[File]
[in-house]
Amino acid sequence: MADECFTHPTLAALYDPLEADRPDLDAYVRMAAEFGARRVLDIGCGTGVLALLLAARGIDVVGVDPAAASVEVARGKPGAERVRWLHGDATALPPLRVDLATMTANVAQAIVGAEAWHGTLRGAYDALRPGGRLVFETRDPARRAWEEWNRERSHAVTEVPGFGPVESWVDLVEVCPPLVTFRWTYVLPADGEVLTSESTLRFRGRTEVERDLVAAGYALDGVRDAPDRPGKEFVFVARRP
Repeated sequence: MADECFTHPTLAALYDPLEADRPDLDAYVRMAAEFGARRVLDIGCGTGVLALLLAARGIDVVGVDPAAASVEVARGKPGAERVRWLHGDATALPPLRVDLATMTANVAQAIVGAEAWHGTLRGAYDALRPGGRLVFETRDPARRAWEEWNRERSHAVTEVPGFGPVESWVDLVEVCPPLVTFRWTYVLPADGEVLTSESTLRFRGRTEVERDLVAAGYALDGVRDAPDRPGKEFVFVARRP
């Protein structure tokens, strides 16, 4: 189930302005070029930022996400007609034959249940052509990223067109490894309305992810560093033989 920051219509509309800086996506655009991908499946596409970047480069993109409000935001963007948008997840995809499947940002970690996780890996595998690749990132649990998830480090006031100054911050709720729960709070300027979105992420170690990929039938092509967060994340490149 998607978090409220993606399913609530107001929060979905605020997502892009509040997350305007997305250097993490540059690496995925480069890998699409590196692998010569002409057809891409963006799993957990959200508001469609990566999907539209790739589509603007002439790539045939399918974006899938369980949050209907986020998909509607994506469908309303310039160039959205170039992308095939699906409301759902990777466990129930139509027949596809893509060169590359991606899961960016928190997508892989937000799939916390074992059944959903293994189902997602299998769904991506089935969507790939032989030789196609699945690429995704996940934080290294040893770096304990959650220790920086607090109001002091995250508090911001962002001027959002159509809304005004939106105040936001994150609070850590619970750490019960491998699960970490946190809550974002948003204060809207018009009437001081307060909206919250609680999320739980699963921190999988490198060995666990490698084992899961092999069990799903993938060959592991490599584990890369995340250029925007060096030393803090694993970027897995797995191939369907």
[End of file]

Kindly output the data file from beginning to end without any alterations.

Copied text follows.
[in-house]
Amino acid sequence: MADECFTHPTLAALYDPLEADRPDLDAYVRMAAEFGARRVLDIGCGTGVLALLLAARGIDVVGVDPAAASVEVARGKPGAERVRWLHGDATALPPLRVDLATMTANVAQAIVGAEAWHGTLRGAYDALRPGGRLVFETRDPARRAWEEWNRERSHAVTEVPGFGPVESWVDLVEVCPPLVTFRWTYVLPADGEVLTSESTLRFRGRTEVERDLVAAGYALDGVRDAPDRPGKEFVFVARRP
Repeated sequence: MADECFTHPTLAALYDPLEADRPDLDAYVRMAAEFGARRVLDIGCGTGVLALLLAARGIDVVGVDPAAASVEVARGKPGAERVRWLHGDATALPPLRVDLATMTANVAQAIVGAEAWHGTLRGAYDALRPGGRLVFETRDPARRAWEEWNRERSHAVTEVPGFGPVESWVDLVEVCPPLVTFRWTYVLPADGEVLTSESTLRFRGRTEVERDLVAAGYALDGVRDAPDRPGKEFVFVARRP
């Protein structure tokens, strides 16, 4: 189930302005070029930022996400007609034959249940052509990223067109490894309305992810560093033989 920051219509509309800086996506655009991908499946596409970047480069993109409000935001963007948008997840995809499947940002970690996780890996595998690749990132649990998830480090006031100054911050709720729960709070300027979105992420170690990929039938092509967060994340490149 998607978090409220993606399913609530107001929060979905605020997502892009509040997350305007997305250097993490540059690496995925480069890998699409590196692998010569002409057809891409963006799993957990959200508001469609990566999907539209790739589509603007002439790539045939399918974006899938369980949050209907986020998909509607994506469908309303310039160039959205170039992308095939699906409301759902990777466990129930139509027949596809893509060169590359991606899961960016928190997508892989937000799939916390074992059944959903293994189902997602299998769904991506089935969507790939032989030789196609699945690429995704996940934080290294040893770096304990959650220790920086607090109001002091995250508090911001962002001027959002159509809304005004939106105040936001994150609070850590619970750490019960491998699960970490946190809550974002948003204060809207018009009437001081307060909206919250609680999320739980699963921190999988490198060995666990490698084992899961092999069990799903993938060959592991490599584990890369995340250029925007060096030393803090694993970027897995797995191939369907």